I have a huge affinity for Mary Tyler Moore; especially the Mary Tyler Moore Show.
I was born in Minnesota, but soon we moved to Michigan. When we returned in my youth for a cousin’s wedding, Dad took great pride in driving us through the intersection at Nicollet Mall and 7th Avenue. I remember being a young girl in the back of the car as he pointed out the exact spot where Mary stood and tossed her hat: a sign of confident independence. I was enthralled. (She’s one of the reasons I love hats so much!)
I grew up with the Mary Tyler Moore Show. Even at a young age, she was someone to recognize: Mary Richards, a single woman. Mary Richards, a career woman. Mary Richards, on her own. She was unlike any other female character on TV. She wasn’t a doting mother or tender wife or the sidekick to any man. She was her own woman. She was successful at it. And she inspired me.
I’d spent years in Michigan, then California. But Minnesota still drew me in. So in my early 20′s, I took a big breath and wrote my Uncle Roger to ask if I could live with him and go to college there. He said yes, and I quickly enrolled at North Hennepin Community College.
You know that opening scene of Mary driving into Minneapolis to start a new life? Yeah. That was me. You know that Lake she walks around in the winter? Been there, done that.
Roger was also a writer. The day I arrived, he had my room set up for me with a NHCC sweatshirt (which I still have in a protective clothes cover); yellow Pee Chee folder, several pens, pencils, and other “student supplies”. He must have had so much fun shopping for me. He also picked up a U of M Gophers fleece throw blanket that I still have; it’s also a favorite.
Because he worked the night shift and I schooled during the days, we mostly only saw each other on the weekends. We would get up early Saturday morning, walk a mile to the local bakery shop where he’d buy us coffee and donuts and we’d get caught up. He always had a bear claw and I always had a Bavarian Creme-Filled donut. He would always say, “I don’t know how you can eat that. They give me the heebie-jeebies.” That’s okay… until a few months ago, I couldn’t understand how he could eat New England Clam Chowder.
Being that close to Minneapolis was a great experience for me. I reconnected with cousins. With culture. With four seasons.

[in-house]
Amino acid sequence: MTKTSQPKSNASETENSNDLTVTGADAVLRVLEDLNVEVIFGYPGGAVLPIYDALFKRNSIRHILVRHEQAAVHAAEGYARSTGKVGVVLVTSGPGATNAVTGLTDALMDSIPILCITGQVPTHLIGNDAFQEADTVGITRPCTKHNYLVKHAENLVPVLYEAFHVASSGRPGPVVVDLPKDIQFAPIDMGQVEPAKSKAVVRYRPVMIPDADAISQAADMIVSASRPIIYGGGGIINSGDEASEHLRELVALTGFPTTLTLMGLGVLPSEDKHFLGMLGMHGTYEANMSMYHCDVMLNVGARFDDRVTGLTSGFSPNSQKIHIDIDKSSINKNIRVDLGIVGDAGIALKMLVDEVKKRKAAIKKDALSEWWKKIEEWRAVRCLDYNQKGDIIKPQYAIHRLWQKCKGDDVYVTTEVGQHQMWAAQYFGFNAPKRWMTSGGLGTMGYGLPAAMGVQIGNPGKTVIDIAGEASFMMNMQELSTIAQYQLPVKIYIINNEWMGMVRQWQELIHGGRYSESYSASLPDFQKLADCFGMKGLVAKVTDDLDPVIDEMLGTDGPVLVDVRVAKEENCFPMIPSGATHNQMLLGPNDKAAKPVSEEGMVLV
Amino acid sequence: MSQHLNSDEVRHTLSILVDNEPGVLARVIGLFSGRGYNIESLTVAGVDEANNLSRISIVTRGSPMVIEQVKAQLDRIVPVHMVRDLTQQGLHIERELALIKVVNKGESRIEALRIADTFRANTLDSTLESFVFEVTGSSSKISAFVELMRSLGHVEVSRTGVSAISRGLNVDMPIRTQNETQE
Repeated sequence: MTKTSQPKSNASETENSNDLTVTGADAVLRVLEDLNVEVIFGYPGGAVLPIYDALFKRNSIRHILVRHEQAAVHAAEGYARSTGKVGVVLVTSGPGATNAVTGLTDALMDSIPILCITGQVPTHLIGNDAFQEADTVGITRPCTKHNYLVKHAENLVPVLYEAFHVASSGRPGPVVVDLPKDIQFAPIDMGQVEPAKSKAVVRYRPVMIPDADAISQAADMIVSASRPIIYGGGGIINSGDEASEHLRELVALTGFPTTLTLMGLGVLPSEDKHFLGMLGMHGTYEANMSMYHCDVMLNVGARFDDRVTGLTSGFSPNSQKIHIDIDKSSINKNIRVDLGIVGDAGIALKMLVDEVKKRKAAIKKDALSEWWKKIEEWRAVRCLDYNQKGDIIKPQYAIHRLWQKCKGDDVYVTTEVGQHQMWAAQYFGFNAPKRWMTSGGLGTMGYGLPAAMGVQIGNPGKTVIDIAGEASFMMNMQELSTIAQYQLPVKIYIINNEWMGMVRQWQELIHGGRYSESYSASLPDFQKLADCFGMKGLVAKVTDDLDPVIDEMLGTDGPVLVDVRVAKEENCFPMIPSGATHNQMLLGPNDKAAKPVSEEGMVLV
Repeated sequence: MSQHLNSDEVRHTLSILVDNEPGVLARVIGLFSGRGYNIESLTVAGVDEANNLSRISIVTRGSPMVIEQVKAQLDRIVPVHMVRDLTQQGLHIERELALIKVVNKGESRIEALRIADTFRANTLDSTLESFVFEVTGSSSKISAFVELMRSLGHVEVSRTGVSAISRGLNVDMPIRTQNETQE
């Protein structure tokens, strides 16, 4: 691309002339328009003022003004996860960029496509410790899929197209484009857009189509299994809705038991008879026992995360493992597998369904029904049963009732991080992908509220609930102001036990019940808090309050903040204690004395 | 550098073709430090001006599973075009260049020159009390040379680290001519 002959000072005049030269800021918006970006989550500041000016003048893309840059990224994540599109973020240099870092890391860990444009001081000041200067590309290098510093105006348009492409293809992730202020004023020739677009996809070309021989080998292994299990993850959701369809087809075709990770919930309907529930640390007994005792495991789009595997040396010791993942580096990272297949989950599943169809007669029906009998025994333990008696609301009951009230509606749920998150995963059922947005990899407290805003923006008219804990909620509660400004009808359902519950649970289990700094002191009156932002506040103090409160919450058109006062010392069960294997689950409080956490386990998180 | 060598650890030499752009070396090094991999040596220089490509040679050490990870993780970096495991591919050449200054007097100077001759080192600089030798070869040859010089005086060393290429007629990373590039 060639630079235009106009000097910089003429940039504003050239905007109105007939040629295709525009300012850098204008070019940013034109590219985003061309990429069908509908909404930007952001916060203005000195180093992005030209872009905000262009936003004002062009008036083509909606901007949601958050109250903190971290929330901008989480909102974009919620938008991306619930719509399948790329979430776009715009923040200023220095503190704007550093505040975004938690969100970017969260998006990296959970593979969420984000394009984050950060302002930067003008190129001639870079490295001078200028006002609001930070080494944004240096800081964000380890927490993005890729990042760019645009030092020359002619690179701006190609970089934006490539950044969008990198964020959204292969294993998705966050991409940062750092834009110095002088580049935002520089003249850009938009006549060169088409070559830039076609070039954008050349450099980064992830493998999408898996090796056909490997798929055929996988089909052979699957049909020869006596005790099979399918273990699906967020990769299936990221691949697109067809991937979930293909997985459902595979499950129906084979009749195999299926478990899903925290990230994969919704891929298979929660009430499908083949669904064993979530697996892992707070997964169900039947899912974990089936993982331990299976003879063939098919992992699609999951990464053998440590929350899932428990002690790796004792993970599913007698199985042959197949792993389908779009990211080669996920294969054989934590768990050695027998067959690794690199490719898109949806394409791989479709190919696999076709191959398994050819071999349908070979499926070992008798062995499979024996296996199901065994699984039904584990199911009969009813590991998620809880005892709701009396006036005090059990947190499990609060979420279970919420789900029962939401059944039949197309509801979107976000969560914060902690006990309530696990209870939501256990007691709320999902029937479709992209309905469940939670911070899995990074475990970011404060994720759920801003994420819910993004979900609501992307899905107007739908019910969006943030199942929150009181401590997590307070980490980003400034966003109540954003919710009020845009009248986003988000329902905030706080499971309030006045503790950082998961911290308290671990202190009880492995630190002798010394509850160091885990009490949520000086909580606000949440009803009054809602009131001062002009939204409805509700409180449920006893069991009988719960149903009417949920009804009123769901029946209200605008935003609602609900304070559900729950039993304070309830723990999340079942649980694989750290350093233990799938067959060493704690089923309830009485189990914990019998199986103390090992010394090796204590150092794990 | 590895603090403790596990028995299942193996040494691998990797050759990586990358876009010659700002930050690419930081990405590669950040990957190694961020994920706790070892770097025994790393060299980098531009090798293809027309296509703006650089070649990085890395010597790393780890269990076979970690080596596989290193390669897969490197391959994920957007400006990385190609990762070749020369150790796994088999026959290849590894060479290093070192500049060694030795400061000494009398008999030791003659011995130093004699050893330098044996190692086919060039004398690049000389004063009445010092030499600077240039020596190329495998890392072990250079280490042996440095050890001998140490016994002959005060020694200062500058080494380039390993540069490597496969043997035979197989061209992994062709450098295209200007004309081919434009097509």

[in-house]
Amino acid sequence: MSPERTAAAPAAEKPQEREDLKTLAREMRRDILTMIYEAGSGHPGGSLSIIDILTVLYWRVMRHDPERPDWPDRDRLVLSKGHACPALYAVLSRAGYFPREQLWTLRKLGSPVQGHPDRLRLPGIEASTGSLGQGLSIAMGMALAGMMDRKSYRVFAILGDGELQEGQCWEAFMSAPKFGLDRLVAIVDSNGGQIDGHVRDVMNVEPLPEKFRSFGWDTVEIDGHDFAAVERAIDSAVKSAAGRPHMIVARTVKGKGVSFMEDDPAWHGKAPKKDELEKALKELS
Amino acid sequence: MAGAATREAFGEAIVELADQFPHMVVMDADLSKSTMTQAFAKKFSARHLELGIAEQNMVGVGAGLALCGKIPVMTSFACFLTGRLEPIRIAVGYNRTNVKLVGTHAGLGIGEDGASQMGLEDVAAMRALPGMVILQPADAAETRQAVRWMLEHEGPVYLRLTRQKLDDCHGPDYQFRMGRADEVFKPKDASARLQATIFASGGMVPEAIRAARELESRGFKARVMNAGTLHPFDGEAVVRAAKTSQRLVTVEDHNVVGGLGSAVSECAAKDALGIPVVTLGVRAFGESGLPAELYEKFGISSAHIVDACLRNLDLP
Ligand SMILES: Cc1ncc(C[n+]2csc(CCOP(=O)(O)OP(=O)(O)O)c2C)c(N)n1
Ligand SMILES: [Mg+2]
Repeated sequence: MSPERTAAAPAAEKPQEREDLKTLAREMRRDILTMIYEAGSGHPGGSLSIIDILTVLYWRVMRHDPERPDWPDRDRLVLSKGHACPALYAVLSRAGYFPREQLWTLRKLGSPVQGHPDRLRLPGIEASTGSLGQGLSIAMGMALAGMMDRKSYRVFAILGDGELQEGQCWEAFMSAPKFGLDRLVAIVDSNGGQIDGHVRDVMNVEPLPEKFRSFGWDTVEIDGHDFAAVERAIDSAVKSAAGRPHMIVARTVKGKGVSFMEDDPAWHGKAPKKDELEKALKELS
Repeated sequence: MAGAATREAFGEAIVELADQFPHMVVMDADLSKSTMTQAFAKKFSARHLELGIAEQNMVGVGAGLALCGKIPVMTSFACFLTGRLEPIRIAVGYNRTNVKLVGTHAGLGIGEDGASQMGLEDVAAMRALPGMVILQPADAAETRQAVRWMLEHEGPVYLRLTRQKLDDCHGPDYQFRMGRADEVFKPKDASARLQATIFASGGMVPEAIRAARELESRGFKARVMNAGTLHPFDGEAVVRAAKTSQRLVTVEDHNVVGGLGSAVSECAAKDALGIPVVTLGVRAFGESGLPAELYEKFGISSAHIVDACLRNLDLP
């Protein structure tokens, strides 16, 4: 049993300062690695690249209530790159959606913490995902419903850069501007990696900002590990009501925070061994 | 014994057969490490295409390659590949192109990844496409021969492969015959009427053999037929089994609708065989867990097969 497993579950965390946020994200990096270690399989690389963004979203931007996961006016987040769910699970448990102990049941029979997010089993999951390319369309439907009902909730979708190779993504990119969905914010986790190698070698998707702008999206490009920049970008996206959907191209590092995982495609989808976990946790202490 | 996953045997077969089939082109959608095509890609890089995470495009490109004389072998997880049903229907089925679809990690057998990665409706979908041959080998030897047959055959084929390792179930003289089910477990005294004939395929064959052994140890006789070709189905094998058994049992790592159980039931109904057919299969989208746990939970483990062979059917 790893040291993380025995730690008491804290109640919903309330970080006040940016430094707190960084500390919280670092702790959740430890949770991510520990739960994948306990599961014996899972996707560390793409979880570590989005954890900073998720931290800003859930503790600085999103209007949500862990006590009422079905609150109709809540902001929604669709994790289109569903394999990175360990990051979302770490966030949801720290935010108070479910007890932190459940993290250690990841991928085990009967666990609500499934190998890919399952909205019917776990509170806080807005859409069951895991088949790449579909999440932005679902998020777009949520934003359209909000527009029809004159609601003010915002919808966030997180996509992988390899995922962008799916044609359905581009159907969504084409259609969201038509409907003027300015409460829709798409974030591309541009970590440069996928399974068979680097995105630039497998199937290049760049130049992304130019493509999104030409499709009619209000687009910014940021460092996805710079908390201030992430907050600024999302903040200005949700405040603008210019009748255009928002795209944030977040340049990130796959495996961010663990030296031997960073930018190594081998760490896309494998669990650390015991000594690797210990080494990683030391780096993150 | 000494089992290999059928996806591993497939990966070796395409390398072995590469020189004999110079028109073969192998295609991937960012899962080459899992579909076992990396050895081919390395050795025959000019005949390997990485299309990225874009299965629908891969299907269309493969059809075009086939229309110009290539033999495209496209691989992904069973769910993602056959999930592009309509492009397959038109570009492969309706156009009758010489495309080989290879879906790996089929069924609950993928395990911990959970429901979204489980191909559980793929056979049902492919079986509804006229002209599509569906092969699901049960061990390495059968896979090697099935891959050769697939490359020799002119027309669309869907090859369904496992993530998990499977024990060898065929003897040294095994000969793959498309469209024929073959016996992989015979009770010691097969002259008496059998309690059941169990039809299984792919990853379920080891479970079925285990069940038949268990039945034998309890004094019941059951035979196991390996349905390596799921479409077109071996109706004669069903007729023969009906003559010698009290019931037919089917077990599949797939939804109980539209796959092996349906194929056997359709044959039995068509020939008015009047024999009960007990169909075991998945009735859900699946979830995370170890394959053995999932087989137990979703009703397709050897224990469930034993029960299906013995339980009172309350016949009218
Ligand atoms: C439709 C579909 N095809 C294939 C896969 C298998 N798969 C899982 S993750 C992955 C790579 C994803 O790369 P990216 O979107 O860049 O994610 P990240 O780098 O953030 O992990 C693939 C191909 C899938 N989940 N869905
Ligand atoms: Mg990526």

But it was still lonely. I loved my Uncle, but our arrangement was that I would only stay until I found a place of my own, so after Christmas, I moved out. It was my first foray into self-sufficiency, and I was rarely good at it. I often called home to my mom for help, advice, support. I still relied on my weekly Bakery Walk with Roger. But what really did me in was “The Blizzard of the Century”. My second winter, 1991-92, my roommate insisted I wasn’t going to work or school. I insisted I was. Until she made me look out the window. We were on the second floor of a townhouse. The roof next to us held over three feet of snow.
It was the day before Hallowe’en. We didn’t see dry ground until Memorial Day. Needless to say, when I visited home for Christmas and it was 72 degrees outside, and my cat professed her undying affection for me, and my family said how much they missed me… I transferred home to Cal State.
I felt like a failure. I let my Uncle down. I let my family down. I let my college professor down. A scholarship had been created just for me, to join a prestigious writing community in Minneapolis. And I chose to run home instead.
Most of the time I have no regrets. Except when I watched The Mary Tyler Moore Show. She made it. She was alone, and she succeeded. She was awesome. It always made me miss Minneapolis and my Uncle and my missed chances.
In the past four months I started watching the show again. The first few times, I couldn’t get through the opening sequence without crying. Without thinking of Uncle Roger, and Dad, and how they’re both gone. Without wondering how different things would have been if I’d had the courage to stay. This summer, Mary Tyler Moore made those voids in me seem bottomless.
I had to remind myself that things always work out the way they’re supposed to. I’m truly not sorrowful for choosing to come home to California. My family is here. Dot was born and raised here. So many wonderful adventures have taken place here.
A few months ago, I was overwhelmed. Over a year of unemployment. The death of Dot’s boyfriend. Life struggles. Personality conflicts.
And I just really missed my Uncle. It seemed everywhere I turned, I had reminders of him. Finding old letters. Framing old postcards. Inspired by his Logo. Developed quite a taste for his favorite soup. I miss him.
And I was tired. Tired of all the junk. Tired of being worn out.
Tired of feeling sorry for myself.
I took a deep cleansing breath. Literally. And turned on the TV. Lo and behold, The Mary Tyler Moore Show was just starting. And it actually happened to be the first episode.
I don’t understand what happened in that moment. All I can tell you is something clicked. I realized I had a choice to not feel sorry for myself. As my friend Mary tells me, to get off the Pity Pot.
And suddenly instead of a midlife crisis full of tragedies and missed opportunities, I once again associated with Mary Tyler Moore. Danny told me I have spunk. Megan encouraged my affinity.
I’m not in Minneapolis. I’m not a successful career woman (by the World’s standards).
But I have potential. I have a Cookbook. I have goals. I’m gonna find me a blue knit beret and a #10 Vikings jersey. Lots of them.
Because I’m not finished.
In fact, I’m just beginning. My life isn’t a sad, half-over has-been. My life a fresh, new, potential. Every breathing moment brings new opportunities. I’m willing to step out, to get into the world, to throw my hat into the rink.
And I’ve decided:
I’m Gonna Make It, After All.
And Frankly, My Dear… that’s all she wrote!